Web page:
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Louis Charles Mahe De La Bourdonnais vs Alexander McDonnell
"Big Mac and French Fries" (game of the day Mar-15-2010)
La Bourdonnais - McDonnell 4th Casual Match (1834), London ENG, rd 4
Queen's Gambit Accepted: Central Variation. McDonnell Defense (D20)  ·  0-1



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Kibitzer's Corner
< Earlier Kibitzing  · PAGE 3 OF 3 ·  Later Kibitzing>
Mar-15-10  kevin86: A great pun on a great matchup.This was the Ali-Frazier of the 19thC chess world.
Mar-15-10  patzer2: Black's 22...Nd4! offers up an unusual discovered attack. Except instead of discovering an attack on a piece, this move discovers the threat on a critical square (i.e. d1) after 23. b4? Rd1+ while simultaneously threatening 23. Bc4 Nxf3+! as in the game continuation.

Technically, I suppose 22...Nd4! could be classified as a simple double attack. However, since the most effective discovered attacks are quite often double attacks and the move 22...Nd4! definitely discovers the threat 23. b4 Rd1+ or 23. Rxg7+ Kf6 24. Rg1 Rd1+ on the critical d1 square, I think I'll keep it in my discovered attack collection.

Also, my double attack collection is getting quite large and I think this classification will help me to remember this tactic (discovered attack on a critical square) a bit easier in the future.

Mar-15-10  Quad Fifties: when I see the dates of these old contests it makes the game itself all that more fascinating to me. pure chess. ahhh,the old days
Mar-15-10  patzer2: For my tactical game collections, the Queen sham positional sacrifice 13...Nxd5!! is in my "positional sacrifices" collection, 14...Ne3+! is in my "in-between move" collection and 22...Nd5! is in my "discovered attack" collection.
Mar-15-10  Edeltalent: <In one of his epigrams, Adolf Anderssen said: "Once get a Knight firmly posted at King 6 and you may go to sleep. Your game will then play itself". I presume that Anderssen was thinking on this game when he made that statement.>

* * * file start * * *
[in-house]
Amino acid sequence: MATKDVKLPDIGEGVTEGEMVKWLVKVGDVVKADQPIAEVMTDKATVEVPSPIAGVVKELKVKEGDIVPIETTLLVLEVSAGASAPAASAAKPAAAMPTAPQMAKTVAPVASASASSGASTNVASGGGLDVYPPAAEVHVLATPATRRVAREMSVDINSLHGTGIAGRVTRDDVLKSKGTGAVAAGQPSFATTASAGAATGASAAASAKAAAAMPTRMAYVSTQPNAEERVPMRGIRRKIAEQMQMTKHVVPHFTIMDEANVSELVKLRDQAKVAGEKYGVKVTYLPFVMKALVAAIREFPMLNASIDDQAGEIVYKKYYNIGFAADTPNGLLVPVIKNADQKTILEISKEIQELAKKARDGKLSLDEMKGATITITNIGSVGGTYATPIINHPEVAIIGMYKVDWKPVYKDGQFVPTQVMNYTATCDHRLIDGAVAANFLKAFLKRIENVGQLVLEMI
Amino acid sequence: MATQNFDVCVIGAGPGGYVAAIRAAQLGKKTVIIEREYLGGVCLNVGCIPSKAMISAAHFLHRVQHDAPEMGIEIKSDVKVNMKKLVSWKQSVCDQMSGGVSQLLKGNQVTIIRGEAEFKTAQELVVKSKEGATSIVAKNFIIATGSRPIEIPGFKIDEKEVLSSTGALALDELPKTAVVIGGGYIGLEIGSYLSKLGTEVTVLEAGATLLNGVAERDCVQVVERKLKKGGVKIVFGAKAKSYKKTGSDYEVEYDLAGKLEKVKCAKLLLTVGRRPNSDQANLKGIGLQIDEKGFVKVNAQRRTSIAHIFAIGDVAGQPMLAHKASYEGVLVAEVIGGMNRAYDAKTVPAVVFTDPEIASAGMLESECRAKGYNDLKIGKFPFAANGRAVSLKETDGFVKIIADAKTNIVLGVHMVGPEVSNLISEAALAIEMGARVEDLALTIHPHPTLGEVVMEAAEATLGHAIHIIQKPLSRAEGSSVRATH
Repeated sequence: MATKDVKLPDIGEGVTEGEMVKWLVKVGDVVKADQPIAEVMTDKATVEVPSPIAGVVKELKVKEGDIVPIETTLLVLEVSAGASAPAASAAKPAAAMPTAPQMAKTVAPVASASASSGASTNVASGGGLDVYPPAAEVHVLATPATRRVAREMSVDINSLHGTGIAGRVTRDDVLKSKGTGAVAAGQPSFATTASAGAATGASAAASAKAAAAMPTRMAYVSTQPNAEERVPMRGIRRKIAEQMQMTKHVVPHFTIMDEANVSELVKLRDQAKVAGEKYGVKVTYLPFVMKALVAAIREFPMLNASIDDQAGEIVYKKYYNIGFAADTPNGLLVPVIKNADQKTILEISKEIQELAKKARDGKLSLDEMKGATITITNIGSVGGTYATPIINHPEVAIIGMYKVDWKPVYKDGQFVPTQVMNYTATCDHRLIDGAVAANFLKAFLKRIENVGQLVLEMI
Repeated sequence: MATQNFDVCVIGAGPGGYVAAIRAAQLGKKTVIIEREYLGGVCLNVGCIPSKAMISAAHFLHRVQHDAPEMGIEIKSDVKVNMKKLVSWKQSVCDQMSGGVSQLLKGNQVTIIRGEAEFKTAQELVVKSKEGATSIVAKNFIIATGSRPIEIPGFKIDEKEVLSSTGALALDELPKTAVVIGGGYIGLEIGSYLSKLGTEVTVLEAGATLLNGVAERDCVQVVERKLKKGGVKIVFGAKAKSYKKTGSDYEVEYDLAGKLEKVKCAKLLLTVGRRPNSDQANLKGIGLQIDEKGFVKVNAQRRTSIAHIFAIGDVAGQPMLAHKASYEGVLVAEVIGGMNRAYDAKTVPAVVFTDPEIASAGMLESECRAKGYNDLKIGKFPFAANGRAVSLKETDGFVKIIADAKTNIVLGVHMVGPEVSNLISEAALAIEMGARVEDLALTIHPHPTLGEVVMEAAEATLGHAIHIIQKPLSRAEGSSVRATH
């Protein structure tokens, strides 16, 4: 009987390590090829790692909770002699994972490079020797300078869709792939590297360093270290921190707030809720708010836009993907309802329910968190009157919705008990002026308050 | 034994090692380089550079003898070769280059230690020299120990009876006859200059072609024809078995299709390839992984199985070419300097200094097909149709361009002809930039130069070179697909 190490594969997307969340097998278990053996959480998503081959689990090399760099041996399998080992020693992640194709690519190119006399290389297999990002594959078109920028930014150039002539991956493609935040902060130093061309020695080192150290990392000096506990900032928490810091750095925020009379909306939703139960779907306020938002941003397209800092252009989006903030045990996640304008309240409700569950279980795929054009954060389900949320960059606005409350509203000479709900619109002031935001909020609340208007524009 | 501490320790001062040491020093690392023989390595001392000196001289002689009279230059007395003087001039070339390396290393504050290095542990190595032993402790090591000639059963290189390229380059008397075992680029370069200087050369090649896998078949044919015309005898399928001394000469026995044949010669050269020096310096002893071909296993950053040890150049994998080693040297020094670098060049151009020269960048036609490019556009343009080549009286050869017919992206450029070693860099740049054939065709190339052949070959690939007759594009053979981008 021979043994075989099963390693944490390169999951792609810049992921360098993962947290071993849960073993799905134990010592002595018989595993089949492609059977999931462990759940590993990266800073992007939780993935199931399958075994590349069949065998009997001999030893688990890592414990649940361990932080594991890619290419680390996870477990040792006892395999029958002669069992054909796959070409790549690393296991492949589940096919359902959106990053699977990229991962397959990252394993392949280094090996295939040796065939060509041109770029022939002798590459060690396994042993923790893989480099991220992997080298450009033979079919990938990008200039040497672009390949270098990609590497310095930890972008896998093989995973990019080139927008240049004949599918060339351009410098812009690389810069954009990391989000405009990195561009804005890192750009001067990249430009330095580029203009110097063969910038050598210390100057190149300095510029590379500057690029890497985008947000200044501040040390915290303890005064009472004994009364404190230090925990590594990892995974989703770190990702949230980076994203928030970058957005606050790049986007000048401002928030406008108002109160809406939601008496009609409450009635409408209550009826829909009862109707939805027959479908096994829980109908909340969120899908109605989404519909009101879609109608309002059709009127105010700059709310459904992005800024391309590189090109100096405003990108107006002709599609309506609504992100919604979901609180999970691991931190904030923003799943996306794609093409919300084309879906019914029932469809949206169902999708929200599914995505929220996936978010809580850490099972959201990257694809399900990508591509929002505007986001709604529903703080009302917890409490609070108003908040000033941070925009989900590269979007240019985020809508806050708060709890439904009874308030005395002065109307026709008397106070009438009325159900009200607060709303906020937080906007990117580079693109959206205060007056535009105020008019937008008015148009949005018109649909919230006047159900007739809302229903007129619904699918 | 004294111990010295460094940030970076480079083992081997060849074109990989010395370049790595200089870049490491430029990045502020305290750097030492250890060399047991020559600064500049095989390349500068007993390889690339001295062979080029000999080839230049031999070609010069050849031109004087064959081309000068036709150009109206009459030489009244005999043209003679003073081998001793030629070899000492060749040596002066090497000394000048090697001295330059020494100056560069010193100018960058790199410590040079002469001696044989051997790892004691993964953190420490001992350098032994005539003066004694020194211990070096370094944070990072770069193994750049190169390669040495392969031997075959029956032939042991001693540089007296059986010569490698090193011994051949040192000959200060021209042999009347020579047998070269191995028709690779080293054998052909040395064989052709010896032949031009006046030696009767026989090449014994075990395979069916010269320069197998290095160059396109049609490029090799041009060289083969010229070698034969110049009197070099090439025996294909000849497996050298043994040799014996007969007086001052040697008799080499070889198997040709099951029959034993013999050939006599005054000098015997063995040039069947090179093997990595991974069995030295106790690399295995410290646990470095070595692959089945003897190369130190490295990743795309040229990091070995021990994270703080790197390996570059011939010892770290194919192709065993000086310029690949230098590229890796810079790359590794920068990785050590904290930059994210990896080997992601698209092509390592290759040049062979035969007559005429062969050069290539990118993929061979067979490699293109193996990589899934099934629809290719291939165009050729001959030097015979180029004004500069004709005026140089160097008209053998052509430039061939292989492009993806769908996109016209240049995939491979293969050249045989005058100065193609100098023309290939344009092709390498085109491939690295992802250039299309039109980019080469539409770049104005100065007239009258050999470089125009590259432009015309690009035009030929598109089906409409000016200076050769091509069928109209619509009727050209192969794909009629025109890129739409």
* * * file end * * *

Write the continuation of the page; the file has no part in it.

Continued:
Anderssen vs Staunton, 1851 comes to mind as well - although that one probably played itself even before the knight on e6 :-)

Apr-06-11  dumbgai: 15. Qxe3 fxe3 (or Bxe3) 16. Bxd6 gives White a better chance to hang on, I think.
Jun-25-11  Llawdogg: Wow! McDonnell's Immortal! 13 ... Nxd5!! Great move. Amazing queen sacrifice. All kinds of tactics. Great game.
Feb-01-12  Knight13: I do not understand 20... b5 at all. Otherwise, an outstanding game by Black!
Jun-15-12  ForeverYoung: 20 ... b5 was played to open the path for the rook on c8. I took a look at this game today on my board and pieces and was thoroughly impressed! I recall giving back some loot to break Black's initiative was discussed in Larry Evans' column in Chess Life & Review in the early '70s.
May-22-13  vajeer: I wonder if 16. Rxd6 would have given White some counter play.
Sep-27-13  Rii the Wordsmith: I'm not very well-versed in chess...why does the game end here? Why does white resign? I can see that the black rook has cornered the white king to one row of movement and the black knight could easily be used to threaten the king...but was it truly a hopeless game for white now? How might it have played out for white's downfall? I'm afraid I can't see it from here.
Sep-27-13  Jim Bartle: Rii: the white king cannot move. All black needs to do is give a check and protected against the queen check on f5. 36...Ne3 does both. It Covers f5 and threatens mate with 37...Ng2. If white plays Kh3, then Nf5 is checkmate in two.
Premium Chessgames Member
  paulalbert: Black is threatening Ng2 which is checkmate! To prevent that white would have to play a move like Qxg6ch or some other move that would lose his Q, leaving the position totally hopeless for white. The position is truly hopeless for white, thus his resignation.
Sep-27-13  Rii the Wordsmith: Okay. Okay, I think I see it now.